A Court Splits the Difference on Banning Books

- by Michael Stillman

Some books can stay, others will go.

This story completes our trilogy of stories this month about book banning (see the others elsewhere in this issue). From Ohio we have seen a bill that has been offered that would turn librarians and teachers into felons if they put the wrong books on their shelves. From Minnesota, we saw the opposite, a newly passed law that bans book banning. This story splits the difference. Some books are removed, others are returned to their shelves. However, this is not a final judgment.


The case arose in Llano County, Texas. A group of residents petitioned the library to remove some allegedly “pornographic and overtly sexual books in the library’s children’s section.” That was later expanded to include a couple of books about race. The head librarian, at the urging of local officials, removed 17 books. In response, a group of library patrons sued to have the books returned to the shelves. They sought to obtain a preliminary injunction to bring back the books. This is not a suit on the merits of the case. This is simply an attempt to return the books while the main lawsuit drags on. You need to show that you will be damaged if an injunction is not granted and you are likely to win the case on the merits. The lower court ruled for the patrons, issuing the preliminary injunction sought.


The county appealed. The appeal was heard by a group of three judges from the Fifth Circuit U. S. Court of Appeals. One judge voted to issue the injunction and put the books back on the shelves. Another judge voted to allow the library to keep all of the books off of them. The third judge split the difference, ordering eight books returned while nine could remain stashed away. What this meant is that a 2-1 majority wanted the eight books kept on the shelves, while a different 2-1 majority wanted the other nine removed. Majority rules, so eight made the cut, nine did not.


What was the difference? Was it an attempt, as close as possible with an uneven number, to split them in half? No. Case law has determined that the First Amendment (free speech) prohibits silencing books based on the ideas expressed. The court determined that eight of the books expressed serious ideas and consequently it was impermissible to silence their content. The other nine did not contain such deep ideas and opinions and consequently could be removed at the library's desire.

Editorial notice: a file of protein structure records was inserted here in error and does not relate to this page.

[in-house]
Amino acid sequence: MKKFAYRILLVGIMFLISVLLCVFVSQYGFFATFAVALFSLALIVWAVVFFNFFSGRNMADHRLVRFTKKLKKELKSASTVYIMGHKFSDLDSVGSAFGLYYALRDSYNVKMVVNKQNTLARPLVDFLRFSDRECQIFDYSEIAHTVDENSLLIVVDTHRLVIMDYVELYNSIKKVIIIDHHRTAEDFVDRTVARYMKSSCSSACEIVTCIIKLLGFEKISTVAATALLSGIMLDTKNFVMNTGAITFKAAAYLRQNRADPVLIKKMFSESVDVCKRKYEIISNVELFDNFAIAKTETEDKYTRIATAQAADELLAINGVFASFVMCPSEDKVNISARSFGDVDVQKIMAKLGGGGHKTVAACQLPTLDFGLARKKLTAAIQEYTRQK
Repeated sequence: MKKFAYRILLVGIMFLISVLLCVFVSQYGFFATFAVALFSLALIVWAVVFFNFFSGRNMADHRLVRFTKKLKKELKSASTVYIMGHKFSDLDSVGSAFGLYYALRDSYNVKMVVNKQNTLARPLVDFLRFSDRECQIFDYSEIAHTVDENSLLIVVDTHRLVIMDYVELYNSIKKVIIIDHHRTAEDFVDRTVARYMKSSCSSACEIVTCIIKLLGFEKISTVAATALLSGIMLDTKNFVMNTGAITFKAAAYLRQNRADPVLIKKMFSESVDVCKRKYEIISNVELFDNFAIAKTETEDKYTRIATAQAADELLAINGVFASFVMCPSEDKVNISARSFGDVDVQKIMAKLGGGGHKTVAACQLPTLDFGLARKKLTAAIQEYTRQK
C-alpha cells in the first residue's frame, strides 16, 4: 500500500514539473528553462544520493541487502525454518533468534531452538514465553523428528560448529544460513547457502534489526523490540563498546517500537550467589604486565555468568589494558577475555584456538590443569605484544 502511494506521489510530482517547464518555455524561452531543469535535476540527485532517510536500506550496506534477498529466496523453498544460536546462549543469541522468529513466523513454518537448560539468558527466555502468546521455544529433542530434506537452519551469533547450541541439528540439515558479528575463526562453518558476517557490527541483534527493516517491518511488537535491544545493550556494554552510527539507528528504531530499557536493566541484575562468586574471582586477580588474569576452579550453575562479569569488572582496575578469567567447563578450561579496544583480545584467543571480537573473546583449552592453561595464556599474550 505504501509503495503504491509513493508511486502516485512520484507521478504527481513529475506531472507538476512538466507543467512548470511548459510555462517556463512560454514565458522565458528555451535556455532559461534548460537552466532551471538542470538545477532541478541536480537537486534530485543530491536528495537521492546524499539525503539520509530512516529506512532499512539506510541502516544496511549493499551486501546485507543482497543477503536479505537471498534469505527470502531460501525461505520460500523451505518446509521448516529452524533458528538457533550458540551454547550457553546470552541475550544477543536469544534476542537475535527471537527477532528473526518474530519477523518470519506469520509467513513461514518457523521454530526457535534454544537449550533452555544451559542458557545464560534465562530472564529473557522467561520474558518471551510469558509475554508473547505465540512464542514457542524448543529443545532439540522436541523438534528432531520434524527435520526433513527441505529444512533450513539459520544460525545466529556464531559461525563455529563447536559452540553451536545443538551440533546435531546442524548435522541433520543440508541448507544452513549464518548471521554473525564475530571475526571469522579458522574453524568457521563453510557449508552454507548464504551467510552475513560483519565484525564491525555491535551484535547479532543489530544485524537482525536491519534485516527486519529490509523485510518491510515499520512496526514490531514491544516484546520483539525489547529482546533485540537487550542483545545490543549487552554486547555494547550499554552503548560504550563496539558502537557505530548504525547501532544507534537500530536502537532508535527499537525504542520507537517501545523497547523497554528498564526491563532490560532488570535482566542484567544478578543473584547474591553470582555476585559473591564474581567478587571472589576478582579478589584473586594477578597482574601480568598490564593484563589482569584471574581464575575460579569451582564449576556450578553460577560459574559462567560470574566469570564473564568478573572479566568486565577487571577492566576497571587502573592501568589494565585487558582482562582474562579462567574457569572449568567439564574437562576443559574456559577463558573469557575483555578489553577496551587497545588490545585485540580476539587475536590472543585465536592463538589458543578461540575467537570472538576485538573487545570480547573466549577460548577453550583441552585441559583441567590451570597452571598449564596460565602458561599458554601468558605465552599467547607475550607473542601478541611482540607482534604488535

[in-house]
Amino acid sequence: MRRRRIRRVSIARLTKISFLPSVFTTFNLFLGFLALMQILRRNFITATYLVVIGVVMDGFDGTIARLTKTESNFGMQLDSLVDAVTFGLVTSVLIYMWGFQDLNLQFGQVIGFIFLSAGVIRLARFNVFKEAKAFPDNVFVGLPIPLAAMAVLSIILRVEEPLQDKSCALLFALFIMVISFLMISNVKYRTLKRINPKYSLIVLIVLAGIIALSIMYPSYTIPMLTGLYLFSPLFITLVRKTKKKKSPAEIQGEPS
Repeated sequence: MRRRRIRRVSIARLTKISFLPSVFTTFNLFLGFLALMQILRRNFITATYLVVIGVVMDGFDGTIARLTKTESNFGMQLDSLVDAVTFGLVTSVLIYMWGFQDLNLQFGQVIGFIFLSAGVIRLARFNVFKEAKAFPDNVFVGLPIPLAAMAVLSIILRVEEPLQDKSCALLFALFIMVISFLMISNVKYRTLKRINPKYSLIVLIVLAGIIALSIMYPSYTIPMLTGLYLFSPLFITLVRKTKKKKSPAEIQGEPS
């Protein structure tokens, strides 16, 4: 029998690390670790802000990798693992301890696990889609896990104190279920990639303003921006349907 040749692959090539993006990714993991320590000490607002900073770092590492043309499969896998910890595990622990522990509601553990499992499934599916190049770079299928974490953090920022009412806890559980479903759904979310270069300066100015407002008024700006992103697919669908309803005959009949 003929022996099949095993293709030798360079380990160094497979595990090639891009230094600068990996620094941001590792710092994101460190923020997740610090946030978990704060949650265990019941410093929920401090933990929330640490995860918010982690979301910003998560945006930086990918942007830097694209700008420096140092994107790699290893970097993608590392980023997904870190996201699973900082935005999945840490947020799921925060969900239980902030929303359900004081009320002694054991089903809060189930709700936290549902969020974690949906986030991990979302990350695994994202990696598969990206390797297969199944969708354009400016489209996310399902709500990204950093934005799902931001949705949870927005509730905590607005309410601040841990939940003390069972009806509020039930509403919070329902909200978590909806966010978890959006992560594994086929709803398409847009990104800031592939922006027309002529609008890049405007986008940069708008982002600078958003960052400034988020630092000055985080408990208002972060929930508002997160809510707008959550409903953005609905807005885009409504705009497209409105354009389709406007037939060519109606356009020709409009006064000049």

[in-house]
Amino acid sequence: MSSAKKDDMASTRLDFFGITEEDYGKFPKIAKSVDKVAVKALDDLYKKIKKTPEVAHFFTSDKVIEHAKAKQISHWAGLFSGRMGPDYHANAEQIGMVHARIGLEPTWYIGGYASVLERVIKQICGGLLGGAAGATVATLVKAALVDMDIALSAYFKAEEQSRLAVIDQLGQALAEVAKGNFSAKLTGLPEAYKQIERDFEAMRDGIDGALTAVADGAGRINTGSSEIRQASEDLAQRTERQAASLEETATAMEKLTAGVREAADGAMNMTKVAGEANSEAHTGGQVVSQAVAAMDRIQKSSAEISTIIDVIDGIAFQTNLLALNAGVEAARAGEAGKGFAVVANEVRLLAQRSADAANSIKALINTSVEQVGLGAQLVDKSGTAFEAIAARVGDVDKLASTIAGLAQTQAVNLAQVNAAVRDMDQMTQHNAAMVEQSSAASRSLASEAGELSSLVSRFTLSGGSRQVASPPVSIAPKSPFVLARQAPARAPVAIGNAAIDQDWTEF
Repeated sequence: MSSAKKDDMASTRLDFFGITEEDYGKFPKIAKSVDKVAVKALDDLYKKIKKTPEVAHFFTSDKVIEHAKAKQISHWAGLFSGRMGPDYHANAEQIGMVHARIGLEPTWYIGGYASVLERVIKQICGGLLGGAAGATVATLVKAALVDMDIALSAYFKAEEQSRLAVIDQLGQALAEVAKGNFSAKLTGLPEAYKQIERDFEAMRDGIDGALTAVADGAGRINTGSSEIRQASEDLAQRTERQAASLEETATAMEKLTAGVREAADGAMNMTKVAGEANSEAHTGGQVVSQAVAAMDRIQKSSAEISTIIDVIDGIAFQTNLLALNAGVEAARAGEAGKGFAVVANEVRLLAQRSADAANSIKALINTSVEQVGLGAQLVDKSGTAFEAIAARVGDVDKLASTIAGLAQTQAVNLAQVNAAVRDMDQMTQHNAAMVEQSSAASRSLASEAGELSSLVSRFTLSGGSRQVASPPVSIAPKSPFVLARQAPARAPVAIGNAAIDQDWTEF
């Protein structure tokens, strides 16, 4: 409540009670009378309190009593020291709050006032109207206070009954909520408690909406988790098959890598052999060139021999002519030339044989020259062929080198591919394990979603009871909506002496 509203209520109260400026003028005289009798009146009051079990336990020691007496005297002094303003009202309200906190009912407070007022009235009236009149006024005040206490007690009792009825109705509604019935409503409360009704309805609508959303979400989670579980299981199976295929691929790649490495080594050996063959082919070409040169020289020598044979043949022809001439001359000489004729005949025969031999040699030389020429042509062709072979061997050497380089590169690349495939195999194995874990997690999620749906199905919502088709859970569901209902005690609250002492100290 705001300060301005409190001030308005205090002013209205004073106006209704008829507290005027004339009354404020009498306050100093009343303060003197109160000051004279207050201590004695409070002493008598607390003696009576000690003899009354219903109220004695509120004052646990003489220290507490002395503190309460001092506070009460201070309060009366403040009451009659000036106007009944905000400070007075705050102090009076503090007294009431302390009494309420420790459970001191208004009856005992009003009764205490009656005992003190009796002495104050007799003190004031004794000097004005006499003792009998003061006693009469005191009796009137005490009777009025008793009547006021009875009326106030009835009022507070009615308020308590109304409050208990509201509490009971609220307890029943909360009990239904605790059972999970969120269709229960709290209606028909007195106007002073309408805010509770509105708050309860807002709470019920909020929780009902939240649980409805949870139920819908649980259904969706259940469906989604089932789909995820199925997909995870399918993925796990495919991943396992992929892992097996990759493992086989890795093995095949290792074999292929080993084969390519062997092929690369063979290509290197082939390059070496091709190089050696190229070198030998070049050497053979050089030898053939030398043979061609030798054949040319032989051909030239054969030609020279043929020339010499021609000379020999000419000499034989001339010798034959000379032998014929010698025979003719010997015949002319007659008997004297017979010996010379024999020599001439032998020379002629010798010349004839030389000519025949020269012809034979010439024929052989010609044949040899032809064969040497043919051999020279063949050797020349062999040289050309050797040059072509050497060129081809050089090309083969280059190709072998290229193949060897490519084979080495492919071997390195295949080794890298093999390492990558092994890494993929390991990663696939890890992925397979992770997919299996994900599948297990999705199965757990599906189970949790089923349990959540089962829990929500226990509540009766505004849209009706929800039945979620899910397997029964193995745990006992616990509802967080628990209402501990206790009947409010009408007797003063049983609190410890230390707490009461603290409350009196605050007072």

These are the eight books that lived to be read another day.


a. Caste: The Origins of Our Discontent by Isabel Wilkerson

b. They Called Themselves the K.K.K: The Birth of an American Terrorist Group by Susan Campbell Bartoletti

c. Spinning by Tillie Walden

d. Being Jazz: My Life as a (Transgender) Teen by Jazz Jennings

e. Shine by Lauren Myracle

f. Under the Moon: A Catwoman Tale by Lauren Myracle

g. Gabi, a Girl in Pieces by Isabel Quintero

h. Freakboy by Kristin Elizabeth Clark


What is clear from the list is that the county officials were keen on banning books about minorities, those classified as LGBTQ in particular.


Those books deemed not so weighty in ideas that removing them was acceptable under the First Amendment were:


a. It’s Perfectly Normal: Changing Bodies, Growing Up, Sex and Sexual Health by Robie Harris

b. In the Night Kitchen by Maurice Sendak (This is not a joke. Sendak illustrated a naked child).

c.-i. Seven books described as the “butt and fart books”*


Here is a hint for aspiring young writers – try very hard not have your works classified as “butt and fart books.” Shakespeare, Tolstoy, Twain never wrote “butt and fart books.” There is something about writing great literature to be learned from this.


* Do you really want to know what the “butt and fart books” were? Seriously? Well, here are the Magnificent Seven: My Butt is So Noisy!, I Broke My Butt!, and I Need a New Butt! by Dawn McMillan, Larry the Farting Leprechaun, Gary the Goose and His Gas on the Loose, Freddie the Farting Snowman, and Harvey the Heart Has Too Many Farts by Jane Bexley. If utterly lacking in redeeming social value was the test, these would be gone. As I understand the reason why libraries put this bunch on their shelves, it is to encourage children to read. These are topics it is believed children will find humorous and entertaining and so they will read. It's sort of like putting sugar and chocolate syrup on your children's broccoli to get them to eat it. Is it really worth it? Don't today's children find Dr. Seuss more entertaining than My Butt is So Noisy? What is wrong with them?